“Blessed is the man who remains steadfast under trial, for when he has stood the test he will receive the crown of life, which God has promised to those who love him. Let no one say when he is tempted, ‘I am being tempted by God,’ for God cannot be tempted with evil, and he himself tempts no one. But each person is tempted when he is lured and enticed by his own desire. Then desire when it has conceived gives birth to sin, and sin when it is fully grown brings forth death.” (James 1:12-15)
I am so good at throwing pity parties for myself that I never need anyone to give me one. In other words, you might never think I indulge in self-pity because I do it in the privacy of my home, and not in public (usually). How pitiful! I need passages like the one in James to bring me to my senses when I start blaming God for difficulties in my life (which is usually at the root of self-pity). Do phrases like, “life is unfair,” “I shouldn’t have to deal with this,” or “why do I always have to be the one to… (fill in the rest)” sound familiar? They all ask God, “why me?”
Why? We are sinners who don’t remain steadfast, who don’t want to be loved so much that it hurts, and who want to blame everything on someone else, including and usually God. We must follow the trail of temptation to know the truth and James helps us by tracing our sin to our temptations, which emanate from our desires. Our desires come from our hearts, beliefs, appetites, and attitudes. Many of us move through life with a punishment-reward system—we are either always punishing or rewarding ourselves and others based on outward behavior. However, in doing so, we neglect the source of good or bad actions, as if they spring from thin air. We wouldn’t try to fix a pipe without turning off the water, because the source of the water will continue to provide a steady stream (in our faces). Why do we think that we can isolate conduct to fix it, as if it has no source?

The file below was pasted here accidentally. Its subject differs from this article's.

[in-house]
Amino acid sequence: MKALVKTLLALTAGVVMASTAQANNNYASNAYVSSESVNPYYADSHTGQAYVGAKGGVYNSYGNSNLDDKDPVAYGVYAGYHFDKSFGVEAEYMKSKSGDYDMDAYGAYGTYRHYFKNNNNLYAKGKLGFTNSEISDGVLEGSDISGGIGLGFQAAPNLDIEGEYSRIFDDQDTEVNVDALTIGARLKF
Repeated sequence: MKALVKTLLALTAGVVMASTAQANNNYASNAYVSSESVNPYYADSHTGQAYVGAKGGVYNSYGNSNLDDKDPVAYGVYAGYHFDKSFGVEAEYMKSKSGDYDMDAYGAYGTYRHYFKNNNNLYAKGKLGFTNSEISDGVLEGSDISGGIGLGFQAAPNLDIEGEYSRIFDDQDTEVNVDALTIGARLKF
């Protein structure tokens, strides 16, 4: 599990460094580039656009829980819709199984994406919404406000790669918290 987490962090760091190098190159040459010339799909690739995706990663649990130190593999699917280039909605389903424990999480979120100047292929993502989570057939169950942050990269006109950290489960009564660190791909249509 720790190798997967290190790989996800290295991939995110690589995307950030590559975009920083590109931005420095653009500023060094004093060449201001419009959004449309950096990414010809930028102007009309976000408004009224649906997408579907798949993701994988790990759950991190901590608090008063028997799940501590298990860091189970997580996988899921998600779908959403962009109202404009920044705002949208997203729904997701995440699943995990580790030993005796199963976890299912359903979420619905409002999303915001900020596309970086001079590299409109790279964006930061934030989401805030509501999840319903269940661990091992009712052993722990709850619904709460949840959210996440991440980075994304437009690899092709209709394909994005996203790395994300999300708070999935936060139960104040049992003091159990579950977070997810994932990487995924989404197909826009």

I have a desire that lurks in my heart (either consciously or unconsciously) and is fed by temptation when my eyes, ears, or other sensory organs take notice. Then, because I am caught by surprise, or think I am unable to stand up to the pressure, I give in to the temptation and sin. Self-pity kicks right in, justifying the needed “reward” because things are too hard—sin becomes the reward. Not only do I die a small death because of my sin that separates me from God, but I am also now calling sin a reward, adding self-righteousness to my account, all the while blaming God for it.
Are you willing to admit that you are a co-conspirator with me in this sometimes? Will you examine the desires of your heart that are engaged by temptation and start taking responsibility for standing firm with God’s strength, rather than give in? “No temptation has overtaken you that is not common to man. God is faithful, and he will not let you be tempted beyond your ability, but with the temptation he will also provide the way of escape, that you may be able to endure it.” (1 Corinthians 10:13)